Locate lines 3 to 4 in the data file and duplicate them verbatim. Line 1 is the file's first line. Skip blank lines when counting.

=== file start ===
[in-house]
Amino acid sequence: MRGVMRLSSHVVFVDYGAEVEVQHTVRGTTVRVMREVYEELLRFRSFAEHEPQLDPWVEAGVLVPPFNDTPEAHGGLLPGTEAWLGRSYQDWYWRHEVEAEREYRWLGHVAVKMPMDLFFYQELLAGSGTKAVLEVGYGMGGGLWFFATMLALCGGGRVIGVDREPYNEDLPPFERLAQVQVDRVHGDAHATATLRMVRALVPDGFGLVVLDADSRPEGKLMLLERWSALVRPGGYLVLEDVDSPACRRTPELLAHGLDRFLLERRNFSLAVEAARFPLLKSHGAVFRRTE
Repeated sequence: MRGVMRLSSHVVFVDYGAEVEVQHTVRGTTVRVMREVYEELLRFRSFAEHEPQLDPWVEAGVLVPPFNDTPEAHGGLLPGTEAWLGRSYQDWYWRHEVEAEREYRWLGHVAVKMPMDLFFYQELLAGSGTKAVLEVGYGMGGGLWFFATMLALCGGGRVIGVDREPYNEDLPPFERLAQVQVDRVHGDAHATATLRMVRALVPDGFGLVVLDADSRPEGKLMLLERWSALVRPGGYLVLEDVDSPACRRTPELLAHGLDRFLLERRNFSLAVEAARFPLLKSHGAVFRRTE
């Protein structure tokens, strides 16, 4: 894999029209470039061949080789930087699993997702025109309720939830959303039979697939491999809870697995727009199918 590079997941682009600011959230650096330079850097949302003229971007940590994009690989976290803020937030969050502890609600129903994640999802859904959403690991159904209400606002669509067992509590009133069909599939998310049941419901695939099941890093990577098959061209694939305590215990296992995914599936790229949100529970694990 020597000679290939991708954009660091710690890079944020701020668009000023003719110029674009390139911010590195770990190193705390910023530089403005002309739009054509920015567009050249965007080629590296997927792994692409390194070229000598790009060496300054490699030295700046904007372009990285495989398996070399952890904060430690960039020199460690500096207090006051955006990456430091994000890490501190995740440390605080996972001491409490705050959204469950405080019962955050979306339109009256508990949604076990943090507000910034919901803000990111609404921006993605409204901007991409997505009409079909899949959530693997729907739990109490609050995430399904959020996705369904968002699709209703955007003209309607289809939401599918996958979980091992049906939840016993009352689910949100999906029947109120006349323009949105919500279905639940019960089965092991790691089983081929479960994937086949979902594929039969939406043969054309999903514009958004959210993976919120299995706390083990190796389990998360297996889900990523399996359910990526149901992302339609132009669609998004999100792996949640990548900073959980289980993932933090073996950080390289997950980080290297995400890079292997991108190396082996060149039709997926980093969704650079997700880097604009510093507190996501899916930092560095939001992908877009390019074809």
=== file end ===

Repeated sequence: MRGVMRLSSHVVFVDYGAEVEVQHTVRGTTVRVMREVYEELLRFRSFAEHEPQLDPWVEAGVLVPPFNDTPEAHGGLLPGTEAWLGRSYQDWYWRHEVEAEREYRWLGHVAVKMPMDLFFYQELLAGSGTKAVLEVGYGMGGGLWFFATMLALCGGGRVIGVDREPYNEDLPPFERLAQVQVDRVHGDAHATATLRMVRALVPDGFGLVVLDADSRPEGKLMLLERWSALVRPGGYLVLEDVDSPACRRTPELLAHGLDRFLLERRNFSLAVEAARFPLLKSHGAVFRRTE
């Protein structure tokens, strides 16, 4: 894999029209470039061949080789930087699993997702025109309720939830959303039979697939491999809870697995727009199918 590079997941682009600011959230650096330079850097949302003229971007940590994009690989976290803020937030969050502890609600129903994640999802859904959403690991159904209400606002669509067992509590009133069909599939998310049941419901695939099941890093990577098959061209694939305590215990296992995914599936790229949100529970694990 020597000679290939991708954009660091710690890079944020701020668009000023003719110029674009390139911010590195770990190193705390910023530089403005002309739009054509920015567009050249965007080629590296997927792994692409390194070229000598790009060496300054490699030295700046904007372009990285495989398996070399952890904060430690960039020199460690500096207090006051955006990456430091994000890490501190995740440390605080996972001491409490705050959204469950405080019962955050979306339109009256508990949604076990943090507000910034919901803000990111609404921006993605409204901007991409997505009409079909899949959530693997729907739990109490609050995430399904959020996705369904968002699709209703955007003209309607289809939401599918996958979980091992049906939840016993009352689910949100999906029947109120006349323009949105919500279905639940019960089965092991790691089983081929479960994937086949979902594929039969939406043969054309999903514009958004959210993976919120299995706390083990190796389990998360297996889900990523399996359910990526149901992302339609132009669609998004999100792996949640990548900073959980289980993932933090073996950080390289997950980080290297995400890079292997991108190396082996060149039709997926980093969704650079997700880097604009510093507190996501899916930092560095939001992908877009390019074809």